I like to start off with a stiffer, thick consistency icing because it's easy from there to thin the icing out to a flood consistency just by continuing to add a little water. A thicker royal icing should be spreadable and easy to pipe. It reminds me of the consistency of toothpaste or very soft cream cheese.

An image of white royal icing in a stand mixer.

To color the icing, divide it between separate bowls for each color you want. Mix in gel food coloring (affiliate link) (I prefer AmeriColor or Chefmaster colors) until you get the shade you want.

You can use lighter colors first, then build on that color with darker colors to save yourself dirtying a separate bowl for every color. I will start with light pinks, blues, yellows, or greens, then move to darker reds, purples, oranges, etc.

Once colored, you can use the thick icing to pipe borders to decorate your cookies or go ahead and thin out the icing to a flood consistency by adding additional water a little at a time and stirring well after each addition.

For flooding, the royal icing should be thinned out enough to melt in on itself in about 10-15 seconds when you run a knife through it.

Think about the viscosity of honey or shampoo to help you gage flooding consistency. It should melt in on itself in about 10 seconds but not be so thin that it will run off the sides of the cookie.

If you go too far and add too much water to your flood icing it will be too thin. But you can save it by adding a spoonful or two of the thicker consistency icing and mixing that in.

Give bags of royal icing in green, orange, white, purple and black.

Using Thick Royal Icing

When I was just starting out with royal icing, I found it much easier to use thick royal icing to pipe borders around the edges of my cookies, then fill them in with thinner flood icing. The thicker icing border helps create a barrier to hold in the flood consistency icing, which is advantageous if your flood icing is a little thinner than you meant it to be. The thicker consistency royal icing can also be good for piping some details on more intricate designs.

The main downsides of this approach is that it takes a little more effort and forethought, and the border of thicker icing is sometimes visible in the finished cookie. It's also less forgiving if you have a shaky hand, but it's a great learning approach if this is your first time using royal icing.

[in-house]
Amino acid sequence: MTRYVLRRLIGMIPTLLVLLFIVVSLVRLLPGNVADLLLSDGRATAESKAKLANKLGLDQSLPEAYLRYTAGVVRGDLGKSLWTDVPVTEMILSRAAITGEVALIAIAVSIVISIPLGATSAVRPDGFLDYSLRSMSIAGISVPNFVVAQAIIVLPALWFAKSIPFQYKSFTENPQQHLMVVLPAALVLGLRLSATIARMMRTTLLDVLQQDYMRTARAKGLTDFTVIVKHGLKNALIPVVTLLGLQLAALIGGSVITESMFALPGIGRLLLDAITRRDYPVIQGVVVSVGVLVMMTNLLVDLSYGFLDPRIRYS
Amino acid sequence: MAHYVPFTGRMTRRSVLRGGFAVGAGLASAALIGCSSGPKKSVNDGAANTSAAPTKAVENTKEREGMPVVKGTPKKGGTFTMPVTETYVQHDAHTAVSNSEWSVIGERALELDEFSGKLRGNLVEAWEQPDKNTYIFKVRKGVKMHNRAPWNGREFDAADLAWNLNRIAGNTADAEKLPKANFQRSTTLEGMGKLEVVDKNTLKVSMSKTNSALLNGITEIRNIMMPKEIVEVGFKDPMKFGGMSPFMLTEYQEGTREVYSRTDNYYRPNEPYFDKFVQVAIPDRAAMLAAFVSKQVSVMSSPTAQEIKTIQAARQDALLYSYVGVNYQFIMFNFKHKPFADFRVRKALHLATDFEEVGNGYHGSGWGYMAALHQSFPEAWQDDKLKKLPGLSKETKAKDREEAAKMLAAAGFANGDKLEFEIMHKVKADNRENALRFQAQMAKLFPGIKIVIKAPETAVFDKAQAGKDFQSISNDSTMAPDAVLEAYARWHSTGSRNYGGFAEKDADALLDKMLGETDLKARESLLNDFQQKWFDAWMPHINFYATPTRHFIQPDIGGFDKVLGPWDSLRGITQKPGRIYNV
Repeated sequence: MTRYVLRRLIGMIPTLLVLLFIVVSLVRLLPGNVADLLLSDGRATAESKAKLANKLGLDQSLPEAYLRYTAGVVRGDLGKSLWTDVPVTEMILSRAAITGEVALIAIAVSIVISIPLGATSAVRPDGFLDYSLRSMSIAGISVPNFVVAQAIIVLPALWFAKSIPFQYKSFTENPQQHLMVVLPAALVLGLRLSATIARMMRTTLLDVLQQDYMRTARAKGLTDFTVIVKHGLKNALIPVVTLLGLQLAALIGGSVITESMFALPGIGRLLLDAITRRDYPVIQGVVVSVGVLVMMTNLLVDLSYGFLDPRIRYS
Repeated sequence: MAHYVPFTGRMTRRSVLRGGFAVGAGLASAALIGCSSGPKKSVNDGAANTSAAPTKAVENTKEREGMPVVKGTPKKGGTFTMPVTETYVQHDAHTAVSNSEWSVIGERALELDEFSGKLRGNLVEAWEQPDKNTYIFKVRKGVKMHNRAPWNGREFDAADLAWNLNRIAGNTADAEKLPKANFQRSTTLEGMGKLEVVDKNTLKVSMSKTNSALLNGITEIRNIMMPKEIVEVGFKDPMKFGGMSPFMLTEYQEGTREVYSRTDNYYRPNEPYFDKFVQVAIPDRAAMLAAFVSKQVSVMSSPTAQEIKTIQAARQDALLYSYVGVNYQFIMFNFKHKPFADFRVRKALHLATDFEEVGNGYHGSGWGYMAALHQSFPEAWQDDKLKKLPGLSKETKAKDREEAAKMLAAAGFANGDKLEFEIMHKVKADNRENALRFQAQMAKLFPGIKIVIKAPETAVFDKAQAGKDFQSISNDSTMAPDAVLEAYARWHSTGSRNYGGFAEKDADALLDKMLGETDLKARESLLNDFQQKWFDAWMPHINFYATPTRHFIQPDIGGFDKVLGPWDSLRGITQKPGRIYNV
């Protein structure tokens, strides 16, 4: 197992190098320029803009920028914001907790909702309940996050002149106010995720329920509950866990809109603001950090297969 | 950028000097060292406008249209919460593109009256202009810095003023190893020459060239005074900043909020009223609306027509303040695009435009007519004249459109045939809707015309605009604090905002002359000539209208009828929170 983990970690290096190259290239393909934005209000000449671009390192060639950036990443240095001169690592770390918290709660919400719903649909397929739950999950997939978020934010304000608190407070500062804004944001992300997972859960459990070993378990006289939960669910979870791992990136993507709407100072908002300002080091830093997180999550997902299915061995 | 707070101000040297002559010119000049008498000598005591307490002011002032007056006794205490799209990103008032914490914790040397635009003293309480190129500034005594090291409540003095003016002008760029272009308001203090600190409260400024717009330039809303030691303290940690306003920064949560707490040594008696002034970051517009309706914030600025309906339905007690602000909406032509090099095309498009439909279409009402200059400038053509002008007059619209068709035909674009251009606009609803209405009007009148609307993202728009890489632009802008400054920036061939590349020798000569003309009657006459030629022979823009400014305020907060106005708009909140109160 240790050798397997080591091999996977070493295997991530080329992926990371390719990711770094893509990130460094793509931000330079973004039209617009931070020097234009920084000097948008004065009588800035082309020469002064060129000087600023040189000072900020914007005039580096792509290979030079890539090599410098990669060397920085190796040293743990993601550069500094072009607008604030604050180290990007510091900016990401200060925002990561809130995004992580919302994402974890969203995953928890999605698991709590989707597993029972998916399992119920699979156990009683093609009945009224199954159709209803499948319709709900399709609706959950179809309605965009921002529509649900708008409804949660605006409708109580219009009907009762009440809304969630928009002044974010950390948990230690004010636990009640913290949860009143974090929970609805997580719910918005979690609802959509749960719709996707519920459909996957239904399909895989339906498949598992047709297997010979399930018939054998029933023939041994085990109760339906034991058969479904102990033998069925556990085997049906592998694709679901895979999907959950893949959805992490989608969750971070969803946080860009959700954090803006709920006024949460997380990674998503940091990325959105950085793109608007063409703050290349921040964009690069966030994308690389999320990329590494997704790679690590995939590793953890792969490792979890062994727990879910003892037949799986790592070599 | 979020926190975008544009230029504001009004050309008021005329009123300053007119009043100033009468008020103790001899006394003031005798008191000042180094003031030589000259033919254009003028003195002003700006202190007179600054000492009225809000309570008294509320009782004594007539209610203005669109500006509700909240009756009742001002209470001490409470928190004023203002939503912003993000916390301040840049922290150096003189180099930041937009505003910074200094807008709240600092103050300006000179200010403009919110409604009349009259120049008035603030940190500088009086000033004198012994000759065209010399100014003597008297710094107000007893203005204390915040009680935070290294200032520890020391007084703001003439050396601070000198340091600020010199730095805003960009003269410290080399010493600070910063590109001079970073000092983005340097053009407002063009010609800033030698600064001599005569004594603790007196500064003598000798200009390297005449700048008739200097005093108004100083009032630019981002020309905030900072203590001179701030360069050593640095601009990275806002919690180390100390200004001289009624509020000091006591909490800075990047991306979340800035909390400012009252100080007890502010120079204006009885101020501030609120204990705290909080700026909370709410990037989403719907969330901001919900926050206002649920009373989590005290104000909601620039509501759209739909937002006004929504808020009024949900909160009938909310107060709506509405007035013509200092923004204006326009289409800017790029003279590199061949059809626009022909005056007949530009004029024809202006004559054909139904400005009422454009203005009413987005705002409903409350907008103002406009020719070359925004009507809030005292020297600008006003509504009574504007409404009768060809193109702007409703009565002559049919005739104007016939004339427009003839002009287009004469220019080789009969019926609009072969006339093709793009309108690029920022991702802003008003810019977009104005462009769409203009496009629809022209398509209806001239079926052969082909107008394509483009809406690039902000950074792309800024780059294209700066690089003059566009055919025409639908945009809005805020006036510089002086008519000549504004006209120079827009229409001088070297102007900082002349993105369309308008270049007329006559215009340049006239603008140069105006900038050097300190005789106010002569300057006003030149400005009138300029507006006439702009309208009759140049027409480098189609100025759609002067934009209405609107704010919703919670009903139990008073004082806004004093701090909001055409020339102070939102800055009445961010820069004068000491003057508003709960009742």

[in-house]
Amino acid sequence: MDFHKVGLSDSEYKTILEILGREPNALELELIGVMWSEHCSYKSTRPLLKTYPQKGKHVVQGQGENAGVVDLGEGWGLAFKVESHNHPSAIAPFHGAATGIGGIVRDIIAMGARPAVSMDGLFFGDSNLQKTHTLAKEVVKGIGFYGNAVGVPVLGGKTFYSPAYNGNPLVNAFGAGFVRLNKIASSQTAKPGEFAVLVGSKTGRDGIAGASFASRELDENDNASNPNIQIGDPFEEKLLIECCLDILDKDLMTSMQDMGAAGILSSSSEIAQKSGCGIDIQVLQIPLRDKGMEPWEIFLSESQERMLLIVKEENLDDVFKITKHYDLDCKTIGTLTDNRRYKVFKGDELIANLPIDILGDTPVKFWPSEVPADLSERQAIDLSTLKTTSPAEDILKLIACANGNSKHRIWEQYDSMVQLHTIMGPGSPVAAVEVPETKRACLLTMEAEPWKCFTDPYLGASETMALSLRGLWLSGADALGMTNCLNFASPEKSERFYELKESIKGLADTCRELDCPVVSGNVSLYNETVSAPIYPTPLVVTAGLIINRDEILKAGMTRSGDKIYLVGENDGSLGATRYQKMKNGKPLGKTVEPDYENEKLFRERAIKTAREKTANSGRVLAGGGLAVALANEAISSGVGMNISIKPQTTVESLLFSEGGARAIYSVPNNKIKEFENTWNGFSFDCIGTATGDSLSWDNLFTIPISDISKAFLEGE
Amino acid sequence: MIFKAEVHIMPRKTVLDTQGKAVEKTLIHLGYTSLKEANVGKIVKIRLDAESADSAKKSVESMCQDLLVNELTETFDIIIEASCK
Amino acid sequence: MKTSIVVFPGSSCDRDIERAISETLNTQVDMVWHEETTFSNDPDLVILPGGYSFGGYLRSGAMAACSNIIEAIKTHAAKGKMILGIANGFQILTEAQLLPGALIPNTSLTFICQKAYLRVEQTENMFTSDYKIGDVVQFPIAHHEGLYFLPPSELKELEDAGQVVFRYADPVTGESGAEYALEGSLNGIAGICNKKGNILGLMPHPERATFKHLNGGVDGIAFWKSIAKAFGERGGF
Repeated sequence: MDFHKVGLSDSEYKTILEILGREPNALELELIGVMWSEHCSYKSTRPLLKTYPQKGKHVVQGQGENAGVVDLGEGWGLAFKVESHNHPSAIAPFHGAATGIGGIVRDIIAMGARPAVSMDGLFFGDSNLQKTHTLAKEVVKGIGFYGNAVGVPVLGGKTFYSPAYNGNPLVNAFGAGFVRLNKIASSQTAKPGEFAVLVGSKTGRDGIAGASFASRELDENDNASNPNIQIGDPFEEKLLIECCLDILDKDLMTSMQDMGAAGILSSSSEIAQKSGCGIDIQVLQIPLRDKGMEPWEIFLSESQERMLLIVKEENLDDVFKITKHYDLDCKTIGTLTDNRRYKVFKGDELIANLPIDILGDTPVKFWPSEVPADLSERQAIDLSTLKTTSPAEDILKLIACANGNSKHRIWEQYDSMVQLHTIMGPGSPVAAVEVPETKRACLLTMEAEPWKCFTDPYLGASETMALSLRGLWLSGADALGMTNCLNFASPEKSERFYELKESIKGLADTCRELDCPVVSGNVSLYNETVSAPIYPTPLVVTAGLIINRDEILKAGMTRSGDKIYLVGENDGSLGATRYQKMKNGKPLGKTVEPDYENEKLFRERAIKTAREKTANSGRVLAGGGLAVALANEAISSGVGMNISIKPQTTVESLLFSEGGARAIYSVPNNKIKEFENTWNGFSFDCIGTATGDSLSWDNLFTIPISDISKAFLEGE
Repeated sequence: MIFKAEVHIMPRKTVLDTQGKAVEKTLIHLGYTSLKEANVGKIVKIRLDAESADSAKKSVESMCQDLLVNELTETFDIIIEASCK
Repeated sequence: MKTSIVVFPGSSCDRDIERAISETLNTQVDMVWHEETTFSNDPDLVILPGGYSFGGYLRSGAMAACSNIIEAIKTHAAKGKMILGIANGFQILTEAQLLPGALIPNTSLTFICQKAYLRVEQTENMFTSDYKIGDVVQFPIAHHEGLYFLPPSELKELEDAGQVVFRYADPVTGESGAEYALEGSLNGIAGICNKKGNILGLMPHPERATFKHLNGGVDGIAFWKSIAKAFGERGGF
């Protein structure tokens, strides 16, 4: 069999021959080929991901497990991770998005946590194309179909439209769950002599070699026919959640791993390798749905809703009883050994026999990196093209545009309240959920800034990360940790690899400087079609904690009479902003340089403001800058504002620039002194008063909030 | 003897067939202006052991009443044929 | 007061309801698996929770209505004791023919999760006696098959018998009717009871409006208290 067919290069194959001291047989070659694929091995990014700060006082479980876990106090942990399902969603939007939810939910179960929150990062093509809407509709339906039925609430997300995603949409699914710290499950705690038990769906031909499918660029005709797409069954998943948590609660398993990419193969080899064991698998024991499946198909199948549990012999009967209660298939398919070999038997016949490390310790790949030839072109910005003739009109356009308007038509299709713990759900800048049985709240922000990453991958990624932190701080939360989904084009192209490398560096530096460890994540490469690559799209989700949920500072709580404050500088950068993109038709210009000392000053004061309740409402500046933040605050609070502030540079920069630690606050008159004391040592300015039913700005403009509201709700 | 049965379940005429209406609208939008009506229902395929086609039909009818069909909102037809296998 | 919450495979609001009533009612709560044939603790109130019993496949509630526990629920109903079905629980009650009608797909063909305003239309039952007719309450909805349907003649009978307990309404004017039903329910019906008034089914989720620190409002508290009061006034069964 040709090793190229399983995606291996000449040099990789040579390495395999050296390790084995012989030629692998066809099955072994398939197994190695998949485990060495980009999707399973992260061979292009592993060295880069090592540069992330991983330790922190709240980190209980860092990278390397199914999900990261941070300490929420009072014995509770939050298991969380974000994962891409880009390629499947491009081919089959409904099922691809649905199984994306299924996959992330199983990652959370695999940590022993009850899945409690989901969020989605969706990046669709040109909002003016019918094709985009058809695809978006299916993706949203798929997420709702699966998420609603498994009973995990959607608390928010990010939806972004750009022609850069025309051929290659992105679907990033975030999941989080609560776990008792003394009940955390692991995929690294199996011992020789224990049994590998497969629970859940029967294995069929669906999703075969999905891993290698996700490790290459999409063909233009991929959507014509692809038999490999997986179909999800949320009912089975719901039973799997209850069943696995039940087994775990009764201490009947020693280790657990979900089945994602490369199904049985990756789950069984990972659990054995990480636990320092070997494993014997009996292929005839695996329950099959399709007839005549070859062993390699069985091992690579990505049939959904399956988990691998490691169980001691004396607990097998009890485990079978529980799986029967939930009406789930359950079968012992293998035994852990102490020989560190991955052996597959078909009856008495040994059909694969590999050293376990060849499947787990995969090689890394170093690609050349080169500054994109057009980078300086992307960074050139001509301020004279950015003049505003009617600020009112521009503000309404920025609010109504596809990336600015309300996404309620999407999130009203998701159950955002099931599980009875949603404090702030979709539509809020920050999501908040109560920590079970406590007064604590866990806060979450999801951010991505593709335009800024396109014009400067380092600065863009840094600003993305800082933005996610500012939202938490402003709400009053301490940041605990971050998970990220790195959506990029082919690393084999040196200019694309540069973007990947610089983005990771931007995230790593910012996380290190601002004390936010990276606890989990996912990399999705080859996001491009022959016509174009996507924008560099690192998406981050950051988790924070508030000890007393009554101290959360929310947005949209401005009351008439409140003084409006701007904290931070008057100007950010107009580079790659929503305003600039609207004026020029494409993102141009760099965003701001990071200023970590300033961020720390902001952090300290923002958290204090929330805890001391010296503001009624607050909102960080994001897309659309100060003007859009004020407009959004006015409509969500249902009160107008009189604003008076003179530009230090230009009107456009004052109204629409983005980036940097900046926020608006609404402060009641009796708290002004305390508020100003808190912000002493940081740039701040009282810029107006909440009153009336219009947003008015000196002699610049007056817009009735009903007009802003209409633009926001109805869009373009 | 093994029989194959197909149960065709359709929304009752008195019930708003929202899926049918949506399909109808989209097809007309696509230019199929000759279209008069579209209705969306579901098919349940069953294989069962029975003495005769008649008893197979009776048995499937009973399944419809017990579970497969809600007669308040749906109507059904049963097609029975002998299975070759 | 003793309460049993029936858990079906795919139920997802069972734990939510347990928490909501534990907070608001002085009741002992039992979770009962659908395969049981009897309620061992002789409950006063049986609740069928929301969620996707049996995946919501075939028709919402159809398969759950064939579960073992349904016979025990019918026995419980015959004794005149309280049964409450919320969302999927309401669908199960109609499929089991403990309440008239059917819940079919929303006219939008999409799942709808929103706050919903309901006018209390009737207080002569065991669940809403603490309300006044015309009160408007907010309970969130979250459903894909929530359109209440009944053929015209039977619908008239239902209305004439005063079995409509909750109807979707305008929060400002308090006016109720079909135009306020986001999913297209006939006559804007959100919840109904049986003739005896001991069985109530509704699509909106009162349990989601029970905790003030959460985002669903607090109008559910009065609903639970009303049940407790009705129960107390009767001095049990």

Using Flood Consistency Royal Icing

Alternatively, you can thin out all of your icing to flood consistency from the get-go and use it to both outline and fill your cookies by piping the border with flood icing and then immediately "flooding" the middle of the cookie to fill it in. I recommend using a toothpick or scribe tool to fill in gaps between the border and the flooded center or to pop any air bubbles, if needed.

The upside of this approach is that your border will completely blend in with the flooded center and be invisible. Also, you avoid the nuisance of having to make two consistencies of every icing color by using flood consistency for all your decorating.

The main downside is the risk that your flood consistency icing is too thin and it could run off the edge of the cookie. However, this is my preferred method because once you have figured out the right flood consistency you shouldn't have any problems with your icing being too thin.

How to Decorate with Royal Icing

Once your icing is ready to go, transfer it to a piping bag or even a ziploc bag for decorating your sugar cookies. You can use a small piping tip if you have them, or just snip a tiny corner of the bag instead. Just start really small when snipping off the corner of the bag since it's not like you can undo things if you snip too much and get too heavy of a flow, which will make it difficult to pipe borders around your cookie edges.